50 Years Later, They Get Another Cold Reception

The D-day re-enactment at Santa Monica beach the other night was a bit too much like the real thing for some World War II veterans. Indeed, just like 50 years ago, the erstwhile soldiers didn't know what they were getting into: cold water.

The soggy vets, many of them dressed in street clothes, had apparently been promised a dry landing on the sand this time around. Instead, they emerged from the sea wet up to their skivvies.

Asked why they had agreed to take part in the re-enactment, Los Angeles resident Norman King, who landed at Utah beach on D-day, said: "Because we're stupid, that's why. We weren't supposed to get wet."

Though uniforms were optional for the bona-fide D-day veterans, there were plenty of non-soldiers who were decked out for the occasion in military garb. One Hawthorne architect who collects World War II uniforms even had a rifle strapped to his chest. He stood as a self-appointed sentry near the water's edge waiting for the faux invasion that opened a D-day commemoration put on by the French Consulate.

Even on live-and-let-live Santa Monica beach, the sight of a guy in full military regalia turned heads.

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IN THE MAIL: It may be better than going to Dodger Stadium on Cap Day.

State Sen. Ralph C. Dills (D-El Segundo) has sent out tote bags, refrigerator magnets and other knickknacks along with his political mailers in his quest to win the 28th State Senate District primary on Tuesday. In that race, Dills faces Torrance Councilman George Nak no, attorney Mike Sidley and Manhattan Beach real estate broker Jo Ann Rodda.

The magnets are in the shape of saxophones, which go hand-in-hand with Dills' billboards. They depict the 84-year-old incumbent playing the sax and feature the slogan "Too Old to Quit."

According to his campaign, the freebies are just another way to introduce Dills to a batch of voters unfamiliar with him. He is running in a reapportioned district, where he is largely unknown in the beach cities from Venice to Palos Verdes Estates.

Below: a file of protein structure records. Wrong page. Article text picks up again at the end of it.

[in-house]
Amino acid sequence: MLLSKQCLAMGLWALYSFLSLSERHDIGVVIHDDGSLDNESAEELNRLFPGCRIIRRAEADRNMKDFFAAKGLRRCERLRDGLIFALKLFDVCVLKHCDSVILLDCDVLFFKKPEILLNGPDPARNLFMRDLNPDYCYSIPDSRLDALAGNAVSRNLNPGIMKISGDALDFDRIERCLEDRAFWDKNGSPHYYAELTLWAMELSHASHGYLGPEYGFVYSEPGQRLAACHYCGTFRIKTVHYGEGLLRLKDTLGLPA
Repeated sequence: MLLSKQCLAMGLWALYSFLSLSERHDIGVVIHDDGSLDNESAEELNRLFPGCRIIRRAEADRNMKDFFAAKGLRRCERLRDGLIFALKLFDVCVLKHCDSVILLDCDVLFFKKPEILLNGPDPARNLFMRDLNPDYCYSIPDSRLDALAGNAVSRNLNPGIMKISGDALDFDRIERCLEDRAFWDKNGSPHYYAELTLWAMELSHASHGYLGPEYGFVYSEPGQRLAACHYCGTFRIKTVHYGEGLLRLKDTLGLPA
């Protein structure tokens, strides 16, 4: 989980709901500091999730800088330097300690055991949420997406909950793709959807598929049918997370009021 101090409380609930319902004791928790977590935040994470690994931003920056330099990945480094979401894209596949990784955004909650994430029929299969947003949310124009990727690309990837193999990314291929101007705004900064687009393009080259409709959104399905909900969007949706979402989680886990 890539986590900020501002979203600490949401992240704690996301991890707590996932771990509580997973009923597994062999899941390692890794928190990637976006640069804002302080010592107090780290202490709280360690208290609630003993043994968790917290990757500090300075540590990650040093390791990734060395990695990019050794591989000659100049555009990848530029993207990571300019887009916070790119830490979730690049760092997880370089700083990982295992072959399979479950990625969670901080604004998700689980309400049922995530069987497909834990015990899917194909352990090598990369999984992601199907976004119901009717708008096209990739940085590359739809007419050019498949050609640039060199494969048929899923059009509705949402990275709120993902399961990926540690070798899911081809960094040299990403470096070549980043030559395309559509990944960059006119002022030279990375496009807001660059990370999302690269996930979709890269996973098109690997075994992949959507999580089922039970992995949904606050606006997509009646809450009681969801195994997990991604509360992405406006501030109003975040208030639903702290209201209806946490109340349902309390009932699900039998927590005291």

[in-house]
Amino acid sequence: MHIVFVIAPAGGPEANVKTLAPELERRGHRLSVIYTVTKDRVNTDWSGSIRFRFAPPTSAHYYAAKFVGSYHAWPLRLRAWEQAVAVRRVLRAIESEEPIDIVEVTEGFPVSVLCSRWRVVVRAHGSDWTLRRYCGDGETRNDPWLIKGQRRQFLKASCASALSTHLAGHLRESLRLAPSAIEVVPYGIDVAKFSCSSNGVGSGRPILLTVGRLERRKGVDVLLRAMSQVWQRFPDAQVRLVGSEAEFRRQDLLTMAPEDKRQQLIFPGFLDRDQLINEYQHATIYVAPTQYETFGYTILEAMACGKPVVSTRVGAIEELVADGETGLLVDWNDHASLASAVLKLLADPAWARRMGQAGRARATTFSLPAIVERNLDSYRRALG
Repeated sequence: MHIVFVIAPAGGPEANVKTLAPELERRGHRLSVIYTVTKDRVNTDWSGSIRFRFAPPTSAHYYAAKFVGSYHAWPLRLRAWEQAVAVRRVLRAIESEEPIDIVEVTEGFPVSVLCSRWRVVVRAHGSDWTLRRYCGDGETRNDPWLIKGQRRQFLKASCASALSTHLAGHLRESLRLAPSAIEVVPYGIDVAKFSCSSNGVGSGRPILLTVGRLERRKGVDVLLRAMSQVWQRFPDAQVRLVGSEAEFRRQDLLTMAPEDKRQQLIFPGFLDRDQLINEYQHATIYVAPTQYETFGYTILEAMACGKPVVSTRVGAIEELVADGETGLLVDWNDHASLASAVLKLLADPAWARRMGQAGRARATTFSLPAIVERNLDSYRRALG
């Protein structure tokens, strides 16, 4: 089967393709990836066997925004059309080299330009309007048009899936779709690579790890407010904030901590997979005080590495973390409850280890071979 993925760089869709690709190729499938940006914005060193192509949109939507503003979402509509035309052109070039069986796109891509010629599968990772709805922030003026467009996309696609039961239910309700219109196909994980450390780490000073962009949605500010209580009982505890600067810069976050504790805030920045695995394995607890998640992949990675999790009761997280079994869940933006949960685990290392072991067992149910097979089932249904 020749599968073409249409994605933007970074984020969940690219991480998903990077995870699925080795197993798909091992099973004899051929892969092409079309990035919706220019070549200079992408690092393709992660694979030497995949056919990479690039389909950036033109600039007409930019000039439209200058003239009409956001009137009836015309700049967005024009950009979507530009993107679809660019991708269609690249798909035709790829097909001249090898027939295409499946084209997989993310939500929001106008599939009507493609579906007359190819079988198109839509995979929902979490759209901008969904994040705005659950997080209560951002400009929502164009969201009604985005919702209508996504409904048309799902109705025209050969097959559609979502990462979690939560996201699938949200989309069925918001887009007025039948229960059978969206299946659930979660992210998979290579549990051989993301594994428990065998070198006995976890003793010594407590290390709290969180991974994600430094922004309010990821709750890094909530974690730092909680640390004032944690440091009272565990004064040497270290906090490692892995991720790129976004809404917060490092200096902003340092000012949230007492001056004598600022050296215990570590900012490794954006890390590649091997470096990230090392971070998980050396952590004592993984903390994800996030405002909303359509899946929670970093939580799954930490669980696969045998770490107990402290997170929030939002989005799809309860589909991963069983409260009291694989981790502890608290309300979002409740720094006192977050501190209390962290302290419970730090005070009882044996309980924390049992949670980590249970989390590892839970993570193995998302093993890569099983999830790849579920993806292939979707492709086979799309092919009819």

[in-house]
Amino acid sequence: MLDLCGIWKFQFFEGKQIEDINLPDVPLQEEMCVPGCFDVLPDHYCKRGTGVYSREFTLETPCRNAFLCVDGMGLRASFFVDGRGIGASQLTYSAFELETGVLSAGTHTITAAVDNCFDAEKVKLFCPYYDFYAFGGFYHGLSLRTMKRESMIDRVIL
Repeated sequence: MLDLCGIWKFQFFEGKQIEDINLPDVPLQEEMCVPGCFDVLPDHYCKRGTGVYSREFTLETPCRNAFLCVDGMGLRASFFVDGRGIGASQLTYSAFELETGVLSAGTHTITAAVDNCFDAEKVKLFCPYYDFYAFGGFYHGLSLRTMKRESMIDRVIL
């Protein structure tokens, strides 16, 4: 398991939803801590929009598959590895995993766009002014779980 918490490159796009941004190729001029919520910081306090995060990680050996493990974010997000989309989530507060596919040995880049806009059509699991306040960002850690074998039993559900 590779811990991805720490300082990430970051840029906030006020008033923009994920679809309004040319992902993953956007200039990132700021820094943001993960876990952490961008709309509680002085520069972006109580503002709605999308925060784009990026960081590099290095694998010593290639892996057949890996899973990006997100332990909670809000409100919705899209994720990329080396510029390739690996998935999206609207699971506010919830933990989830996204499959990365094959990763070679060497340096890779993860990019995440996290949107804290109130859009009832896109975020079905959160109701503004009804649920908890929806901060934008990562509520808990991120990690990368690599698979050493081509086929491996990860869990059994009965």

Not everyone appreciated the largess, however. One day after Dills sent a ruler and an empty bullet shell along with a letter that underscored his support of public education and efforts to curb violence, someone called in a bomb threat to his office.

"The person was offended by the bullet shell," said campaign official Shirley Scott, who took the call. "He said it was like an Italian receiving a dead fish."

Scott filed a report with the Torrance Police Department.

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CELEBRITY BACKING: A cornerstone of state Sen. Tom Hayden's unconventional run for the Democratic gubernatorial nomination is his limit on contributions to no more than $94 apiece--an effort to emphasize his contention that modern-day politics has been corrupted by the influence on big money.

So far, Hayden (D-Santa Monica) has attracted about 1,200 contributions from people backing his alternative message, said campaign manager Duane Peterson. And some of those contributors clearly could have afforded more.

According to Peterson, those sending in checks have included entertainer Chevy Chase and his wife, Jayni Chase ($188), singer Bonnie Raitt ($94) and former basketball star Bill Walton, who saw a Hayden ad in the New York Times, clipped the coupon and attached his $94 check.

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